While attempting to deliver the eulogy, Roman is quickly reduced to sobs after Ewan’s speech, a stoney and accurate summation of Logan’s life, which brings exactly who his father was into stark relief. So much for ‘pre-grieving.’ His meltdown is all too real, and his siblings are the only thing that keeps him standing. As anger-inducing as Roman’s actions were last week, watching him wrestle with his enormous wave of grief is all too sad. Unfortunately for him, his meltdown is all too public; upper-class types tend to frown upon public displays of emotion as it is, but for Mencken and his ilk, it merely represents weakness (Mencken: “It’s the Grim Weeper”). It’s only later, after the world’s most awkward version of The Bachelor plays out at the funeral reception as nearly every one of our grubby-handed players vie for Mencken’s attention (Shiv wins the rose…for now), that Roman is clued in to the idea something has gone wrong.
It’s Kendall who saves the day—or at least the service—for the second time this season pulling off a speech that is, if not beautiful, at the very least one that paints Logan in monumental light. It’s a good rebound off Ewan’s far more severe words, reframing Logan’s worst qualities as a “terrible force to him,” something akin to an awe-inspiring storm. “I hope it’s in me,” Kendall prays and for once, it’s one that’s been answered. He may not possess Logan’s vision, but he does share his tendency to lash out, especially at women (Shiv: “He couldn’t fit a whole woman in his head”). So we see Kendall spend the first quarter of the episode being terrible to the women closest to him, a petulant adaptation of Logan’s angry rants, first at Rava for taking the kids outside of an increasingly embroiled city (his desire to seek full custody a chilling reenactment of Logan wresting the children from Caroline), then Jess for daring to leave his employ—being forced to give news of her resignation on this day (“I don’t want to do this today”) only for him to lash out afterward for the very thing she tried to avoid (“Nice timing, Jess. Lovely day to tell me”) is so frustratingly Kendall-like that I don’t know if I would even bother courting a reference letter.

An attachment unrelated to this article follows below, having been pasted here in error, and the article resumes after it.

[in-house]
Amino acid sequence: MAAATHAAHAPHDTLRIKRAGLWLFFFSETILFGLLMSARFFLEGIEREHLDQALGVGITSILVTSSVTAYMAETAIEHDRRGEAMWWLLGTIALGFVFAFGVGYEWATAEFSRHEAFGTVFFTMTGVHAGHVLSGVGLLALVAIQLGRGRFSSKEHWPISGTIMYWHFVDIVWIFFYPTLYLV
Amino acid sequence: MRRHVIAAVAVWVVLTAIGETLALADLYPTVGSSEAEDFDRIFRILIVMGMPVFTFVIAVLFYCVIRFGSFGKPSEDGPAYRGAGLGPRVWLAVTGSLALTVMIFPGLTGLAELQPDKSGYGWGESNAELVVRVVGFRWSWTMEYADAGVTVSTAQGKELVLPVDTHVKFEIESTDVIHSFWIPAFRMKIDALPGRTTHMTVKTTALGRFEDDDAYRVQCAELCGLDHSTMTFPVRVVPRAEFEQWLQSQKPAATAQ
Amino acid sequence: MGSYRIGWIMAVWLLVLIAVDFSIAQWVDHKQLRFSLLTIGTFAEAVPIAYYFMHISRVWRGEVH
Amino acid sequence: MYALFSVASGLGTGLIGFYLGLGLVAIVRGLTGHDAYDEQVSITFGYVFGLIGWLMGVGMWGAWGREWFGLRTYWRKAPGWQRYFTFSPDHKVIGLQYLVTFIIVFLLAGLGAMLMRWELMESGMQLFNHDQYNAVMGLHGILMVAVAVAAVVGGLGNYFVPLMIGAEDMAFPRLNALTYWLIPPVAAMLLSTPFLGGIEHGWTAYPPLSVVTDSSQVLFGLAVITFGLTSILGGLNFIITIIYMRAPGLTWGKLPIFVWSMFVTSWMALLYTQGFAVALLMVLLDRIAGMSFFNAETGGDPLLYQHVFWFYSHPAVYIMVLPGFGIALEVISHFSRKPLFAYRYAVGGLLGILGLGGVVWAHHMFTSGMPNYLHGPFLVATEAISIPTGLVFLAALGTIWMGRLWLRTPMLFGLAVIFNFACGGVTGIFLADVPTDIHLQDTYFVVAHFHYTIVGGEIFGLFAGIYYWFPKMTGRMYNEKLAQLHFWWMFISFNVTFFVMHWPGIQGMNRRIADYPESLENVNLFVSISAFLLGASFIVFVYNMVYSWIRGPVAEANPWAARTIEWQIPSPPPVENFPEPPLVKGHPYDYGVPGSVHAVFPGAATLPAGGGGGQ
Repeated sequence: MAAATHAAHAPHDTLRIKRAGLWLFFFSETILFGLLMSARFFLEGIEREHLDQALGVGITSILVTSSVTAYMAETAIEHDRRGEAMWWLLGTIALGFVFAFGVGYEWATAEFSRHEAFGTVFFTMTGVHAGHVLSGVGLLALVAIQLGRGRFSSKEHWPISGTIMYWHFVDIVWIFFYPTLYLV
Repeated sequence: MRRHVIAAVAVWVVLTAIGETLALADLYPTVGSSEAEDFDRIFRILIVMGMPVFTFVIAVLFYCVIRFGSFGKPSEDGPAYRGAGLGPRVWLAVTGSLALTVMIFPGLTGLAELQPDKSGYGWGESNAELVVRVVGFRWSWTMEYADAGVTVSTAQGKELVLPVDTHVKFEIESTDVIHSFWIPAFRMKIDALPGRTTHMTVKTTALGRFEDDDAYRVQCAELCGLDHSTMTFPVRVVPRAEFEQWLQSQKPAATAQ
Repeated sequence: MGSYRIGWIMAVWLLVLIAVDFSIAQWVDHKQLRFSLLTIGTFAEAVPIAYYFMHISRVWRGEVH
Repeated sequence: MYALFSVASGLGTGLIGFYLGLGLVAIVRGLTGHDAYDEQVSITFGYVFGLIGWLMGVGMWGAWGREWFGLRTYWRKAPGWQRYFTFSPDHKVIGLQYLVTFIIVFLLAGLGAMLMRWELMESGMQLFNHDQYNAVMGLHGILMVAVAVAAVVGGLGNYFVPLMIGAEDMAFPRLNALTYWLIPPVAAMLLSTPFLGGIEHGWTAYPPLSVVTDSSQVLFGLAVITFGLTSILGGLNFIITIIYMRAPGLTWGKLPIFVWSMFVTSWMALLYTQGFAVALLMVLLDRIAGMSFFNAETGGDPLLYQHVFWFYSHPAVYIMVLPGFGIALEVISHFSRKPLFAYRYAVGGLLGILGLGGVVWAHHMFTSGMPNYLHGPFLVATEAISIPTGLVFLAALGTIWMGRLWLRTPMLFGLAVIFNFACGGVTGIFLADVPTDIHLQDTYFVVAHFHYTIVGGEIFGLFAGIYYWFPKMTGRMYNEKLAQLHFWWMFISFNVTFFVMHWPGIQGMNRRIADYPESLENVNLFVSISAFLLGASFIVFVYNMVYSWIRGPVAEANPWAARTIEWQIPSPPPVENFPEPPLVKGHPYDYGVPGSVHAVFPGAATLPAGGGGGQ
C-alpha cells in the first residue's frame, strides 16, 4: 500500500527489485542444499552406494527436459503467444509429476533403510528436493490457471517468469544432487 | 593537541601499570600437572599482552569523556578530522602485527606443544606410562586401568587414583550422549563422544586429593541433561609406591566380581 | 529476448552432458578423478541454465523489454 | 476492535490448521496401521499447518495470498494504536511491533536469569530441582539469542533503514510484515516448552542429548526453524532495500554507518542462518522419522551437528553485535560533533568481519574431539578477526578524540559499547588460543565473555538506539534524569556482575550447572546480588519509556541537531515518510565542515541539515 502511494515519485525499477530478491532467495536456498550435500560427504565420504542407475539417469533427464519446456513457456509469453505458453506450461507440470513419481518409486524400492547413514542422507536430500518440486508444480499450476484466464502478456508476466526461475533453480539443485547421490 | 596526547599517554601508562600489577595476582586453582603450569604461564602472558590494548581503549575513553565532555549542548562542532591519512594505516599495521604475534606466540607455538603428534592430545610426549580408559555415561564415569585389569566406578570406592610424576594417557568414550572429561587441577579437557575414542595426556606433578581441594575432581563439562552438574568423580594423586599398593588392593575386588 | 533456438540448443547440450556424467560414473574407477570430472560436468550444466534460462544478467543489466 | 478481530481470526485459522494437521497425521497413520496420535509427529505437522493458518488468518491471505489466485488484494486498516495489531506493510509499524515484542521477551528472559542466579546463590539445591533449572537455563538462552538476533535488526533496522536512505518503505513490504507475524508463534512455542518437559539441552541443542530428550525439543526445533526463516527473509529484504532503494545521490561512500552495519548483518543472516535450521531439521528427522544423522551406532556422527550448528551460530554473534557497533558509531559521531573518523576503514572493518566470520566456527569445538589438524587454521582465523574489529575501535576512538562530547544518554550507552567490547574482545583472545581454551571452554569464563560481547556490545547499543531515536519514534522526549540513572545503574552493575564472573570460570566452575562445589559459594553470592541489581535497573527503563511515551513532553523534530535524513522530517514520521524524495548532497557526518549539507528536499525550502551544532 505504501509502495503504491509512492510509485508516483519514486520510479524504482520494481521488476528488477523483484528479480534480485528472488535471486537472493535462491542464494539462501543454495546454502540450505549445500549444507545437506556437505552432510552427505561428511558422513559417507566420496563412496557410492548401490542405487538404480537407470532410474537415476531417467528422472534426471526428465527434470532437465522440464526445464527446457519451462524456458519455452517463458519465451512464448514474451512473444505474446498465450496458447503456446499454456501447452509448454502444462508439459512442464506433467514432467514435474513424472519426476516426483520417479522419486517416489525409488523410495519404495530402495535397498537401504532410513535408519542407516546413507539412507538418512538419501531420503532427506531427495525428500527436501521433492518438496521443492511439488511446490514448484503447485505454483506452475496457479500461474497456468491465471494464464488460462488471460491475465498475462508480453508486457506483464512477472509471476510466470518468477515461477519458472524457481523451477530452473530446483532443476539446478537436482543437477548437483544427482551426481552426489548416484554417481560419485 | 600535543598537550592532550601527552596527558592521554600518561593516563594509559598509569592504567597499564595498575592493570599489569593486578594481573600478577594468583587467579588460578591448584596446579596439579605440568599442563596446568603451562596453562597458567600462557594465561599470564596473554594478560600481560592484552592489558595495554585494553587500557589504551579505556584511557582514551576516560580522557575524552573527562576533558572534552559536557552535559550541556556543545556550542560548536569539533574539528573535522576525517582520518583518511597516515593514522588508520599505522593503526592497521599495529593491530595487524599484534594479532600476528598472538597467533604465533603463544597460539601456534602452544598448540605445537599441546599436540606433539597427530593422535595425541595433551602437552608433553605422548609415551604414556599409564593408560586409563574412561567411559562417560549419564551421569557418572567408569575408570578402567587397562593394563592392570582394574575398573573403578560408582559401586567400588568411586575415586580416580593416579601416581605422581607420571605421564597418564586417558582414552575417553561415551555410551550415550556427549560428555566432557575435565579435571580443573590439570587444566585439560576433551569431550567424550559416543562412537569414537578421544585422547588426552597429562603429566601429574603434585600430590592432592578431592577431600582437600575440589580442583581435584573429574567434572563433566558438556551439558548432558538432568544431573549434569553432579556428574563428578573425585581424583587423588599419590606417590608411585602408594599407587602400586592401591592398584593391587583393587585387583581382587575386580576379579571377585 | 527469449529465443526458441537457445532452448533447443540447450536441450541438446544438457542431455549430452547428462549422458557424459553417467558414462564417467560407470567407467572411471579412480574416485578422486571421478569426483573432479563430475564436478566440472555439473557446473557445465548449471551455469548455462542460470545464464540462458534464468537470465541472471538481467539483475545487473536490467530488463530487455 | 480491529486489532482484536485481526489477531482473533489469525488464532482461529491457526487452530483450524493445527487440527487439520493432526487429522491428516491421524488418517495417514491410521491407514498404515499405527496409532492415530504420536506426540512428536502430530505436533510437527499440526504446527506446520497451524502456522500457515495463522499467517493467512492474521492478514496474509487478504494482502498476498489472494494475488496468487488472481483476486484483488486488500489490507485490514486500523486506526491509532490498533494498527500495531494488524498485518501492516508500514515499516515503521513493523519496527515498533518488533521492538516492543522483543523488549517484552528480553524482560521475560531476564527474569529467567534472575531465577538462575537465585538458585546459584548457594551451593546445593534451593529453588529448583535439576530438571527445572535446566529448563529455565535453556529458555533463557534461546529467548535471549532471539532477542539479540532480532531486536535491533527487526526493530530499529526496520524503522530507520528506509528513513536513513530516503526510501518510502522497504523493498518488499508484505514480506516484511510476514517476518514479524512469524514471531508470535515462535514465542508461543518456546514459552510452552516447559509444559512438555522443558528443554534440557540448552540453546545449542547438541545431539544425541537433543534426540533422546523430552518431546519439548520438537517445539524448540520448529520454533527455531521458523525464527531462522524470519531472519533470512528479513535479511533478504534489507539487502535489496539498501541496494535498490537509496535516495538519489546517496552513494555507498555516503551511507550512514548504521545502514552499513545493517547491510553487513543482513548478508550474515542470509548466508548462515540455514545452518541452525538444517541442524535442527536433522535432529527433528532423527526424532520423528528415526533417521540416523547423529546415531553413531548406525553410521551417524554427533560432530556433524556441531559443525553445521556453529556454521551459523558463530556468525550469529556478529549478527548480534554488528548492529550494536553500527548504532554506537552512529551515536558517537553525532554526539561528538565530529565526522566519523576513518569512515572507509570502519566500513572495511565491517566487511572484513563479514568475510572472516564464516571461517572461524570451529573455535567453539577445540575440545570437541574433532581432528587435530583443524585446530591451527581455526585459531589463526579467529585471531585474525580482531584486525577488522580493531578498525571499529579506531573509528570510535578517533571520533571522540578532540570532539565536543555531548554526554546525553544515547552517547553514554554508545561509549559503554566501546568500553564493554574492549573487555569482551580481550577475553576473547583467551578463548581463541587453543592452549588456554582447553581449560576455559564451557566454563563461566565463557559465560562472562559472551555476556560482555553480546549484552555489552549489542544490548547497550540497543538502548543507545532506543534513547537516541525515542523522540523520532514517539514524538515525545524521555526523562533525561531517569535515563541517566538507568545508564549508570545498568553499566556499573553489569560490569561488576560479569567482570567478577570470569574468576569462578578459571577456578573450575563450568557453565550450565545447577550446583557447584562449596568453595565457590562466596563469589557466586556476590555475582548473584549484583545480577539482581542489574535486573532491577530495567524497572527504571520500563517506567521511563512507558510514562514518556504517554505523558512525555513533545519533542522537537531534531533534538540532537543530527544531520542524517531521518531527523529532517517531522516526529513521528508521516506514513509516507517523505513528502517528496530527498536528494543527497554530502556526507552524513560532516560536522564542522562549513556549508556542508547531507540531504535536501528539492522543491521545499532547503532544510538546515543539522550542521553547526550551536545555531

But that terribleness that Kendall’s had all along manifests in an even more venomous manner. Although we’ve seen him in full corporate hunter mode, we have had few if any occasion to see him attack the person he protects most: Roman. Kendall is protective of all his siblings to a certain extent, but he’s put himself between Roman and potential harm on multiple occasions—one of the only times Kendall ever shouted at Logan was when he struck Roman (the other was when Logan hit Iverson). Yet that terribleness—along with that “meagerness” Ewan spoke of earlier—fully emerges once his effort to supplant Shiv receives the tiniest bit of pushback from Roman. Fresh from defending Roman from the possible next POTUS, Kendall grips down on where he’s most vulnerable (“You thought you were Dad, tried to Dad it. But you f*cked it”) in order to secure what he needs to do battle on the shareholder playing field. Roman flees to the thing he knows best, which is to allow himself to be subjected to hurt and abuse. What better way to do it than to seek roving crowds of the people who are most inclined to see to his wishes?
Looking at next week, there’s a chance that the time the Roy kids spent inside the mausoleum (save for Roman, who can’t bring himself to go in) could well prove to be the last time they’re gathered in a semi-peaceful capacity. Even with the knowledge of her duplicity, Kendall can’t help but laugh at Shiv’s jokes over the sheer enormity of the mausoleum while Connor, in one of his few moments in Logan’s ray of light, recounts the odd tale of how their father acquired it in auction (Shiv: “Was he in a bidding war with Stalin and Liberace?”). It’s a heartbreaking story at the core of it, seeing these otherwise loving siblings be forever fractured by the habits of their beastly father. But with family obligations behind them, the sibs have nothing but free time to claw at each other’s faces. Kendall is reaching full Logan-ification by recreating his core team, including Hugo (“Woof, woof”) and Colin. Meanwhile, Shiv has gained a startling amount of power in a short amount of time, but her whole scheme rests on what the courts ultimately decide regarding the election, a risky gambit as we know all too well. No matter which Roy child steps up to the plate, their similarity to Logan seems to never prevent them from stumbling over their own feet, their worst individual qualities all taking the place of the skills Logan carefully acquired to rule the world. Next week we will discover the fate of these vicious little hybrids, and what relationship may be left between them.
Roman: “It’s discord, man. Discord makes my dick hard.”
Shiv: “It’s also a tax write-off, ‘cause it’s technically a residence.”
Mencken: “A blonde, a brunette, and a redhead walk into the bar. Liberal, conservative, and whatever…What—what—what’s your philosophy, exactly?”
Matsson: “Privacy, p*ssy, pasta.”
Shiv: “Anarcho-capitalist parmigiana.”
Tom: “It’s getting a bit Tiananmen-y out there.”
Kaleena Rivera is the TV Editor for Pajiba. When she isn’t still screaming over Caroline’s impromptu “Wives and Girlfriends: May They Never Meet” club, she can be found on Twitter here.